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Previous Action

Campaign Not in Vain was written to raise awareness about the dangers of silicone supported by a personal story of serious illness resulting in 14 hospital operations. Reference is also made to 50 websites whose content supports the need for wider dissemination of the dangers of Silicone Implants.

A leaflet ‘THE COLD HARD FACTS OF SILICONE’ is ready to be circulated to unsuspecting women who want augmentation but are unaware of the dangers.

Catherine Stilher MEP tabled 3 questions:

1. Can the Commission explain why, despite evidence that Silicone implants do rupture and cause serious health implications, their use is still allowed in Europe and Britain?

2. What action is the Commission taking to ensure that people opting for breast enlargement including the timeline for replacement of implants, are given information about the hazards of silicone implants?

3. What plans have the Commission developed to inform women, who already have silicone implants, of the dangers of New Silicone Disease?

Nicola Sturgeon’s first letter (via MP Danny Alexander) revealed she was glad the rupture issue had been brought to her attention. However, she stressed the Independent Review Group report found no scientific evidence between silicone gel implants and immune reactions.

Mr Verheugen (14/09/2009), on behalf of the European Commission, stated there are no scientific grounds to ban Silicone Breast Implants. The matter was transferred to local MSP, Rhoda Grant, who sent the Campaign to the Scottish Government.

Nicola Sturgeon’s response (22/10/2009 via Rhoda Grant) stated that the Campaign material had been sent to the Health Facilities Scotland’s Incident Reporting and Investigation Centre. She repeated her statement that there was no scientific relationship between silicone gel and immune reactions.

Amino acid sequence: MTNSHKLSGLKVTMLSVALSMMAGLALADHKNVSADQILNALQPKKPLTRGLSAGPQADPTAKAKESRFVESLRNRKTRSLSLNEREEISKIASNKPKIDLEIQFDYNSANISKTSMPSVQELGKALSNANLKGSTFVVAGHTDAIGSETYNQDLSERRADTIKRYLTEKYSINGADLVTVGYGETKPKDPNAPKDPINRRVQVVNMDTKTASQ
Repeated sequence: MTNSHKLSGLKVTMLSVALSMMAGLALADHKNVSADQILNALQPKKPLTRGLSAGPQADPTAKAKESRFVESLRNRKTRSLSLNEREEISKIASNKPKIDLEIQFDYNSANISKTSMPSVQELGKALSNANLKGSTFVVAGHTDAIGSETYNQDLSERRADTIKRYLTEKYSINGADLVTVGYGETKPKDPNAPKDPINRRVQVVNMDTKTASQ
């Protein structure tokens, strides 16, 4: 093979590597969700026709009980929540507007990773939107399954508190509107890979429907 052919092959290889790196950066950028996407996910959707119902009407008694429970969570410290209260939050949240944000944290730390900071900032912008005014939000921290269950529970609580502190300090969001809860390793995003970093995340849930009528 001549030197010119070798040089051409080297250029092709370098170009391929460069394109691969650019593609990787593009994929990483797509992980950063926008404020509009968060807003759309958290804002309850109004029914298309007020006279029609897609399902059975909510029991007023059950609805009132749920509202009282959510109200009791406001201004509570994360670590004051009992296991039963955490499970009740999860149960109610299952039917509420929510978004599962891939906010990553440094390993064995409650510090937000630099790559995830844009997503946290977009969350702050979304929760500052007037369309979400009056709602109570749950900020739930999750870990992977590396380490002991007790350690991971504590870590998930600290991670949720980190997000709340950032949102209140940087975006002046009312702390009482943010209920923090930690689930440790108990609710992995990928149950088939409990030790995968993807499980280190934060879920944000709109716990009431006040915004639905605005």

Danny Alexander’s letter (2/09/2010) confirmed my correspondence regarding concerns over the silicone implants has been sent from the Minister to the Health Facilities Scotland Reporting and Investigation Centre.

Shona Robinson’s letter (29/10/2007 via Danny Alexander) recommended seeing a lawyer who specialises in medical negligence, stating concerns should be raised with local NHS Board and that courts have the discretion to extend this period; in some cases the time-bar can be extended to claim for injury in cases where:

•the injuries are sufficiently serious to justify bringing an action
•the injuries were attributable in whole or part to an act or omission
•the defender was a person whose act or omission were attributable in whole or part

R Carey, Chief Executive NHS Grampian (in his letter 31/07/) stated that, “from where augmentation took place in 1985, complaints must be made within 6 months of the operation”. He recommended me to seek advice from Citizens Advice Bureau.

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